The 2018 Sauvignon Blanc is transparent deep straw in color with yellow variation. The expressive nose showcases aromas of Meyer lemon, cantaloupe, golden apple, lime zest, lemongrass, honey, saline mineral, white pepper spice, and cream. On the palate, I get notes of white peach, lemon and lime zest, grapefruit, green apple skins, freshly cut grass, brioche, white florals, and vibrant minerality. This is medium-bodied with high acidity and a lush, fully-rounded mouthfeel leading into a finish that lingers and lingers.
Price: $40 ($35 if you’re lucky). One of the better California Sauvignon Blancs I’ve enjoyed, though I tend more toward France. This bottle is crying for a hot summer’s day, and I’d be curious to try it on such a day with a few more years of bottle age. Pair this with oysters, Dover sole, or grilled chicken salad.
Guilbaud Frères is a family-owned winery and wine merchant established in 1927 by Edouard and Marcel Guilbaud in the Muscadet Sèvre et Maine appellation of the Loire Valley. Edouard and Marcel came from a long family history of winegrowers and took their culminated knowledge of the land, quality producers, and attention to detail in creating the principles of their new venture. Now nearly a century later, a fourth generation guides the Guilbaud Frères brand and, in addition to sustainably farming around 60 hectares of their own vineyards, purchases and produces wine from carefully selected growers. To check out their broad range of AOP wines, you can visit the link here.
Today’s Wine: 2018 Sancerre Les Chênes Vieux
100% Sauvignon Blanc; 12.5% ABV
The 2018 Les Chênes Vieux is transparent medium straw/yellow in color. The nose is quite expressive with aromas of tangerine, honeydew melon, lemon peel, honeysuckle, grass, slight smoke, and chalky minerality. On the palate, the wine displays notes of white peach, grapefruit, green apple skins, chamomile tea, finely crushed rock, brioche, and bright mineral. This is medium-bodied with mouthwatering medium (+) acidity and a lush mouthfeel into a crisp and refreshing medium length finish.
Price: $30. This is a very nice Sancerre for the price and drinks with beautiful precision while making me excited for a warm day outside again. Pair this with sole, lobster, or roasted chicken.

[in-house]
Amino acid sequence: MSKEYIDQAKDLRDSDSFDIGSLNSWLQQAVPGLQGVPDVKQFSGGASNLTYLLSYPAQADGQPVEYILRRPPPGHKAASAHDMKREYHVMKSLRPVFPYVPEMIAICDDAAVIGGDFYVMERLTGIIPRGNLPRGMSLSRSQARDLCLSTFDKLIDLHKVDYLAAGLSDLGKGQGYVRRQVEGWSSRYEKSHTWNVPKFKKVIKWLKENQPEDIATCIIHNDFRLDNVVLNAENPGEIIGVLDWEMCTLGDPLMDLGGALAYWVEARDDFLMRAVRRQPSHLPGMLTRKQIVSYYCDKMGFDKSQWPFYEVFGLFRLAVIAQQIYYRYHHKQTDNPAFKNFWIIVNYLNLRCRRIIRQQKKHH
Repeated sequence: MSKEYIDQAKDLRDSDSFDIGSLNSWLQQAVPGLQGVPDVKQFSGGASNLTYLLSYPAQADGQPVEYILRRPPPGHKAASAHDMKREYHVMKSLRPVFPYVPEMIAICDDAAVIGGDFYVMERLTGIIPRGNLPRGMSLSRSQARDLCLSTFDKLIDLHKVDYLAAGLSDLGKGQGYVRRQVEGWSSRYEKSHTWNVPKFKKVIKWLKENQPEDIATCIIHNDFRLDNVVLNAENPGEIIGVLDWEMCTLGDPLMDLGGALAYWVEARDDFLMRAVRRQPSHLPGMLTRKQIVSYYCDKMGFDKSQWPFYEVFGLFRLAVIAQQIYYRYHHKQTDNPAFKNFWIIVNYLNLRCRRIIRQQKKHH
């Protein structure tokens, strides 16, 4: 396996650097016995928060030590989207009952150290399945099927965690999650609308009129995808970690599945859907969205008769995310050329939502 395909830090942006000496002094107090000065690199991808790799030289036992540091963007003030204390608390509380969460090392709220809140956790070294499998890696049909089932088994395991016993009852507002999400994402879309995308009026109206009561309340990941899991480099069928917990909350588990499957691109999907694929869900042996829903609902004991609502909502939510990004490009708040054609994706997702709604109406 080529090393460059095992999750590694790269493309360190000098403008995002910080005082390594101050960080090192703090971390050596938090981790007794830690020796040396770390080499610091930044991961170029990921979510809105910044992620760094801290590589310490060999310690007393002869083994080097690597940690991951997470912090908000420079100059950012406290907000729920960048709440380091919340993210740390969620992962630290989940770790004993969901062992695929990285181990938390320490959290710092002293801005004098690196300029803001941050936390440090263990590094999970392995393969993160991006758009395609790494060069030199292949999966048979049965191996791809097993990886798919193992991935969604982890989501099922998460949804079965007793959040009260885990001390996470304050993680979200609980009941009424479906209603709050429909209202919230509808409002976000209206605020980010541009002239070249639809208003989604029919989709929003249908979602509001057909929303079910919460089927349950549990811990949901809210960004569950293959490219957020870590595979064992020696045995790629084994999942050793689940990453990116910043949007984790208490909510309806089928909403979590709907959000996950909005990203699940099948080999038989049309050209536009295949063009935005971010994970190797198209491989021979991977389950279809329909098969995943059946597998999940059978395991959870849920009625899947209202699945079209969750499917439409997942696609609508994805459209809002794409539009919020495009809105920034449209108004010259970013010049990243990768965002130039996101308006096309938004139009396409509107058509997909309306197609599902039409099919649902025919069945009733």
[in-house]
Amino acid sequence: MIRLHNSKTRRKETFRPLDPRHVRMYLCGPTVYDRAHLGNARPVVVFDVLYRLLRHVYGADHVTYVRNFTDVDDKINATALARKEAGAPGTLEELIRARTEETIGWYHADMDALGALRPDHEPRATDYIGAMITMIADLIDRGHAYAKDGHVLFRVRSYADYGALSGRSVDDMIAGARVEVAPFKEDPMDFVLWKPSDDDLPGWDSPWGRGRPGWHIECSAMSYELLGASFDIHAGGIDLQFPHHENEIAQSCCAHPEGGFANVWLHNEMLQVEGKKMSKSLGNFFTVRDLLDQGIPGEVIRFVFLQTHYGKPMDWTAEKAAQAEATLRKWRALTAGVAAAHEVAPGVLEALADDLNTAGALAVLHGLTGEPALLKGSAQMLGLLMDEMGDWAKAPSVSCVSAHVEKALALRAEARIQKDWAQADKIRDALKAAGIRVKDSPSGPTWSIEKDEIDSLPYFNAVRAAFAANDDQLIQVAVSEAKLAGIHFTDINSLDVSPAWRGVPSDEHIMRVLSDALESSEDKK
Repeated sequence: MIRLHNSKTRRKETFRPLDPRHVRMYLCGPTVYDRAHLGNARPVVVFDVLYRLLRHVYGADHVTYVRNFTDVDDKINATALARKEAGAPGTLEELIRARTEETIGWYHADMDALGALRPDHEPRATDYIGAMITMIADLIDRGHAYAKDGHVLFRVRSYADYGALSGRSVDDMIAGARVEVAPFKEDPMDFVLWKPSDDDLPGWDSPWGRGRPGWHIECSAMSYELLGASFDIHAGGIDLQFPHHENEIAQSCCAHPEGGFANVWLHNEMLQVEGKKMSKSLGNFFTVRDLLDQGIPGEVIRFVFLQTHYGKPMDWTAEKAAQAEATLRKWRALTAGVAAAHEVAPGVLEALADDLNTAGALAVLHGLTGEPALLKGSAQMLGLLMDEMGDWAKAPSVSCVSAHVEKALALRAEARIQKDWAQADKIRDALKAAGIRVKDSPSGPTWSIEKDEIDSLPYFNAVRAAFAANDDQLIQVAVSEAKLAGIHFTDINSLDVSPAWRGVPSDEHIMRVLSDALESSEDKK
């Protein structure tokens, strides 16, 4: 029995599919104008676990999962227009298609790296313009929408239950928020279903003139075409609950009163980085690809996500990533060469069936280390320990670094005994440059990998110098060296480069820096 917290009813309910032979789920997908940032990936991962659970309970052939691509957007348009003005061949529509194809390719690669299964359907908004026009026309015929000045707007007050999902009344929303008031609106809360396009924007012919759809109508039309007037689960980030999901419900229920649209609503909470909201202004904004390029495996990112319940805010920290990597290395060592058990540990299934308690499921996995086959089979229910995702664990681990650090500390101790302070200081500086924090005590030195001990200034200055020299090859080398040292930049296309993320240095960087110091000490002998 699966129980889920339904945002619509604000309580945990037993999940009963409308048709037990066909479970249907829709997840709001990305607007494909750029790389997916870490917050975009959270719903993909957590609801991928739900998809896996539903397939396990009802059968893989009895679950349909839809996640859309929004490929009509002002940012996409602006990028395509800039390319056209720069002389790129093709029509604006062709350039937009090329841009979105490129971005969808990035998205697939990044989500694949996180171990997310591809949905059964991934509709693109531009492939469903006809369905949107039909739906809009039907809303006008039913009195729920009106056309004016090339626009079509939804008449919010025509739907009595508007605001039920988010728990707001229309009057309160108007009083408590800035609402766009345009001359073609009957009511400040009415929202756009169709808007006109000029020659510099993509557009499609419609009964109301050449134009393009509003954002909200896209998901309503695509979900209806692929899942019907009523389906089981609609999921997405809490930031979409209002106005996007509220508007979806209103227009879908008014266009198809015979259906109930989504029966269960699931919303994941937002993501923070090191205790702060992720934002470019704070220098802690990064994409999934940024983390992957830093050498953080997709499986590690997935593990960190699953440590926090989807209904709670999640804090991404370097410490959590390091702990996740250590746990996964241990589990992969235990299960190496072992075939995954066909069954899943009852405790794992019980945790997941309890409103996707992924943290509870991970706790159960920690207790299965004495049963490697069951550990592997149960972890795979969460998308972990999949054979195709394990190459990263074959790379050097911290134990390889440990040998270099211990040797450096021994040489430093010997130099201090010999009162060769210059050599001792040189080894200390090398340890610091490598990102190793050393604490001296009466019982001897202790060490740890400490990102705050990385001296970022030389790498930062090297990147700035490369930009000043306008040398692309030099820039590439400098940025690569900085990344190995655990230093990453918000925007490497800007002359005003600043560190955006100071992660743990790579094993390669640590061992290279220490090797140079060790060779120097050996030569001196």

Favia was founded in 2003 by viticulturist Annie Favia and winemaker Andy Erickson, a husband and wife duo. Annie has experience working with John Kongsgaard and Cathy Corison, though her viticulturist expertise came working under David Abreu. Andy also has an extensive resume, which includes winemaking stints at Screaming Eagle, Dalla Valle, Ovid, Harlan Estate, and Staglin amongst others. Andy also consults for Arietta, Mayacamas, and Dancing Hares Vineyard.
I had an opportunity to visit Favia for a tour and tasting back in September, and it truly is a special experience. Annie and Andy live on the property in a home built in 1886 for the Carbone family, who are believed to be the first Italian immigrants to Napa Valley. Though modernized, Annie and Andy restored the home using historical documents alongside other structures on the property. A very cool feature, the cellar sits under the family home and Favia stores their wine right where they live. Strong believers in biodynamic practices and caring for the earth, Annie and Andy planted fruit trees, an olive orchard, and a garden (which we got to try a tomato from) in addition to the existing walnut orchard.
I highly suggest a visit to Favia if you take a trip to Napa Valley, as it’s a very small, unique tasting experience and is not too far from downtown Napa. In the meantime, check out their website here to browse their wines and see incredible pictures of the property.
Today’s Wine: 2013 Linea Sauvignon Blanc
Unfortunately I cannot find the blend percentages for this wine, though other vintages have been both 100% Sauvignon Blanc or a blend of Sauvignon Blanc and Sauvignon Musquet. 14.2% ABV
The 2013 Linea is pale straw yellow in color and almost completely transparent. The nose on this is very lovely and delicate with aromas of apricot, tangerine, melon, stone fruit, honeysuckle, and white florals (particularly wildflowers). Once in the mouth, I get notes of pear, apricot, white peach, melon, pineapple, lemon zest, and saline minerality. This wine is medium-bodied with medium (+) acidity and a medium (+) length finish that is both crisp and refreshing.
Price: $85. This is a bit high for Sauvignon Blanc, and even though this bottle isn’t easy to come by I’d be more comfortable paying closer to $60. Pair this with oysters, sole, green vegetables, or goat cheese.